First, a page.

So I wonder, who figured out that the inside of a flower is so tasty?  Considering how long it takes to dry and how MANY flowers they have to harvest to make it usable, it just seems odd than anyone figured that out.   The Cambridge World History of Food has a whole section titled "Determining what our ancestors ate" which addresses how we know what people ate thousands of years ago; I think you could write an interesting book, or at least an essay about the stories of food 'discovery'. 

The history of Saffron:

Again, the Cambridge World History of Food:

"Native to the eastern Mediterranean, saffron was used in cooking for thousands of years before the Romans built their empire. Indeed, some credit Phoenician traders with introducing it in Spain - the country that today is the leading producer for the commercial market.

The word saffron comes from the Arabic word for “yellow,” and its distinctive color and taste grace Spanish, Cuban, French, and Indian cuisines, especially their rice dishes. It is a vital ingredient in an authentic bouillabaisse or paella as well as the saffron bread of a traditional Swedish feast. Saffron also goes well with poultry, in tomato-based sauces and stews, and in liqueurs such as Chartreuse. The spice is marketed as dried threads and in ground form. Unfortunately, much adulteration of ground saffron occurs, including its near-total replacement with turmeric - a crime that in fifteenth-century Germany drew a penalty of execution by burning or burying alive." (Cambridge World History of Food)

That last bit is one of my favorite items of interest.  Saffron was so special that you could be killed for replacing it with something else.

And a bit more info, from the Deluxe Food Lovers Companion:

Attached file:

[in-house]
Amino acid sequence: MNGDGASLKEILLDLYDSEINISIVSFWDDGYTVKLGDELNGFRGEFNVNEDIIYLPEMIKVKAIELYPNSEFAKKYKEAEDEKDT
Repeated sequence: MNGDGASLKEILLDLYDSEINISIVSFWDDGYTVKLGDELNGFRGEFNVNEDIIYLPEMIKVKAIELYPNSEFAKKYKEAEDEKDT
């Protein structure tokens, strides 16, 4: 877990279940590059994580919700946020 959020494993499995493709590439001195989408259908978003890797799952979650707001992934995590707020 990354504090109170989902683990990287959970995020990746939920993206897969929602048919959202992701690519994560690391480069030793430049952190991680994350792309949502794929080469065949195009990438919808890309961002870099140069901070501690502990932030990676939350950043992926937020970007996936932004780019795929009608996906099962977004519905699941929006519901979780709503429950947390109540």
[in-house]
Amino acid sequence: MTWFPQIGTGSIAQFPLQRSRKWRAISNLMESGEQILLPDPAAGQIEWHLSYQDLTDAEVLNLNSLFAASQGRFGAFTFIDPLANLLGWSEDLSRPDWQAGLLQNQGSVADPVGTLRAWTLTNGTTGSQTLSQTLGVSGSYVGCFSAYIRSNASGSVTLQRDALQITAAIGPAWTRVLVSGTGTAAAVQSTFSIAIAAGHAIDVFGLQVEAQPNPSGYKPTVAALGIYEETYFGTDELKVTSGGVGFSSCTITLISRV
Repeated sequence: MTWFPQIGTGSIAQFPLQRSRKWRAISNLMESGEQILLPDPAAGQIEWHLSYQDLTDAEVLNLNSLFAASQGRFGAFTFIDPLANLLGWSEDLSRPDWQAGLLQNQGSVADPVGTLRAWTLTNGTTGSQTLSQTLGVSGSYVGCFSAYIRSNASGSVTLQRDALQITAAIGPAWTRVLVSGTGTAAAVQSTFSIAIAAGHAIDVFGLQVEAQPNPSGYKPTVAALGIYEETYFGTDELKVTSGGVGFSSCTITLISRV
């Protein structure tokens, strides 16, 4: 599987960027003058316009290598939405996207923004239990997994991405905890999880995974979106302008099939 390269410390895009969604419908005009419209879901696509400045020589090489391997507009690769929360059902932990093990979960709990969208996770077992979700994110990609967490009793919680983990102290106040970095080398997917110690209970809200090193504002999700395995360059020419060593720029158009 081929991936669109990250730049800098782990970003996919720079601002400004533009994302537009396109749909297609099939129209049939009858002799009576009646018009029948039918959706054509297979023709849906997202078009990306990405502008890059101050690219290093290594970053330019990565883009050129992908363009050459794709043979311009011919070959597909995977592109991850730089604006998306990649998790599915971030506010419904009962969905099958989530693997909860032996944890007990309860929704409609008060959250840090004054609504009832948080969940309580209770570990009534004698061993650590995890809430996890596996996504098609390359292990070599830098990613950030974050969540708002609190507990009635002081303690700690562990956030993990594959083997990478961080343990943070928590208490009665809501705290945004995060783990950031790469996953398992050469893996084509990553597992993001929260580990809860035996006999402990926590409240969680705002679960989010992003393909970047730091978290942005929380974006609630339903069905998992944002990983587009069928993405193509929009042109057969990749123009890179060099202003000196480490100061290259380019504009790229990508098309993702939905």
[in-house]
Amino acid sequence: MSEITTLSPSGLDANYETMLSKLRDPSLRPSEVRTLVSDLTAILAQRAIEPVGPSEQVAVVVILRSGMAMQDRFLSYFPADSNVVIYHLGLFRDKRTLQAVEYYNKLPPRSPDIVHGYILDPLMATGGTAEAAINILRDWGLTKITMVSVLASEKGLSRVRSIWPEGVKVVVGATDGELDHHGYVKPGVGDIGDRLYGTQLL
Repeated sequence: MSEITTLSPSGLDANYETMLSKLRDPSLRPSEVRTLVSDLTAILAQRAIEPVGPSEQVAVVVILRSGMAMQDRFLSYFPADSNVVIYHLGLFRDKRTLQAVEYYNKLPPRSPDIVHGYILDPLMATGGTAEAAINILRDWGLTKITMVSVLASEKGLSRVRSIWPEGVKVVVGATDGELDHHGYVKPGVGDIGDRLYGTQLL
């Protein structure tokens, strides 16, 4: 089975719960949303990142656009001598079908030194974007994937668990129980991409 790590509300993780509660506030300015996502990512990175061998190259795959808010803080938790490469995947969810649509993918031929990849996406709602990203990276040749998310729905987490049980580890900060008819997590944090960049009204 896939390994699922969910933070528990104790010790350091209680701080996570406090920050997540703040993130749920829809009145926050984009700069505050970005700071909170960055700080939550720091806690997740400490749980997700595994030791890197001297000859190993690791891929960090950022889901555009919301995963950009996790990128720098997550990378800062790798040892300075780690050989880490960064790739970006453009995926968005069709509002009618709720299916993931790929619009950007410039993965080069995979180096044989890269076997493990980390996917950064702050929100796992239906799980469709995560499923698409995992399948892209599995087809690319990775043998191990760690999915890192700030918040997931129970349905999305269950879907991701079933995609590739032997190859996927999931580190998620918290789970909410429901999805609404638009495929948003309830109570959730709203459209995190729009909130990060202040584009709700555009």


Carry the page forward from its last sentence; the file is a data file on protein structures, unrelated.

"Thousands of years ago saffron was used not only to flavor food and beverages but to make medicines and to dye cloth and body oils a deep yellow. Today this pungent, aromatic spice is primarily used to flavor and tint food. Fortunately (because it's so pricey), a little saffron goes a long way. It's integral to hundreds of dishes like bouillabaisse, risotto Milanese and paella, and flavors many European baked goods."

Incidentally, from what I have found in other sources, the flavor of saffron is nearly impossible to replicate although some say safflower has some, minimal similarity.  The color of saffron can be replicated by several other additives including turmeric, safflower, annato seeds and marigold flowers


SAFFRON. (2000). In Cambridge World History of Food.  Accessed through University of North Texas Online Resources.Password required.

This resource is also available in hard copy and some preview elements are available on the official website.

SAFFRON :SPICE GLOSSARY. (2009). In The Deluxe Food Lover's Companion.   Accessed through University of North Texas Online Resources. Password required.

Sunday, August 18, 2013

The Dame of Dictionaries

So many interesting people in the world!  This article/profile was shared on the LM-Net listserv.  A woman in New York City collects dictionaries of all sorts.  This collection would be so fascinating to peruse as I love words and etymology.  Her name is Madeline Kripke, and you can read about her here.

The website is interesting as well; a site called It summarizes itself  in the 'footer' at the bottom of each page with this "Narratively is a community of talented storytellers who are devoted to uncovering and sharing in-depth local stories with a universal appeal."  Read their about page here.

The theme the website was focusing on this week was miniature museums (other featured collections included a woman's troll collection and a collection of things found left in books that had presumably been used as bookmarks.

Friday, August 16, 2013

"My 2 favorite things in life are libraries and bicycles.  They both move people forward, without wasting anything.  The perfect day: riding a bike to the library"  Peter Golkin.

As seen on